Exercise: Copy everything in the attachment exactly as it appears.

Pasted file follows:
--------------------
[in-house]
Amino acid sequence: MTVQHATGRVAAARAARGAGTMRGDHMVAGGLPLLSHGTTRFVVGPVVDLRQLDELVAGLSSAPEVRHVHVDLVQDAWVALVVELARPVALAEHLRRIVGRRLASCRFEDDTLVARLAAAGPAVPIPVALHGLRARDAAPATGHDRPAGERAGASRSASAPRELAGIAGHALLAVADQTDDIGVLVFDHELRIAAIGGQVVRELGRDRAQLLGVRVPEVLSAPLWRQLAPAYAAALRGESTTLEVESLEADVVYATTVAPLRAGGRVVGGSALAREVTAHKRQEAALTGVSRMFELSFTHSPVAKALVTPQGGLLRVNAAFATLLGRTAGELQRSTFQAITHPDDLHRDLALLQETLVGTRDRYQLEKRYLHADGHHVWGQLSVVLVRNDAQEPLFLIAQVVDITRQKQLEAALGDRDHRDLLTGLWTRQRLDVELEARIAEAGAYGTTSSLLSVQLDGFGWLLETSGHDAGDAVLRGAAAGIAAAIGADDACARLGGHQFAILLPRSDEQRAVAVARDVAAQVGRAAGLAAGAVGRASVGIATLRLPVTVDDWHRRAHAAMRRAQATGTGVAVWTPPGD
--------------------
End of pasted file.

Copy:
[in-house]
Amino acid sequence: MTVQHATGRVAAARAARGAGTMRGDHMVAGGLPLLSHGTTRFVVGPVVDLRQLDELVAGLSSAPEVRHVHVDLVQDAWVALVVELARPVALAEHLRRIVGRRLASCRFEDDTLVARLAAAGPAVPIPVALHGLRARDAAPATGHDRPAGERAGASRSASAPRELAGIAGHALLAVADQTDDIGVLVFDHELRIAAIGGQVVRELGRDRAQLLGVRVPEVLSAPLWRQLAPAYAAALRGESTTLEVESLEADVVYATTVAPLRAGGRVVGGSALAREVTAHKRQEAALTGVSRMFELSFTHSPVAKALVTPQGGLLRVNAAFATLLGRTAGELQRSTFQAITHPDDLHRDLALLQETLVGTRDRYQLEKRYLHADGHHVWGQLSVVLVRNDAQEPLFLIAQVVDITRQKQLEAALGDRDHRDLLTGLWTRQRLDVELEARIAEAGAYGTTSSLLSVQLDGFGWLLETSGHDAGDAVLRGAAAGIAAAIGADDACARLGGHQFAILLPRSDEQRAVAVARDVAAQVGRAAGLAAGAVGRASVGIATLRLPVTVDDWHRRAHAAMRRAQATGTGVAVWTPPGD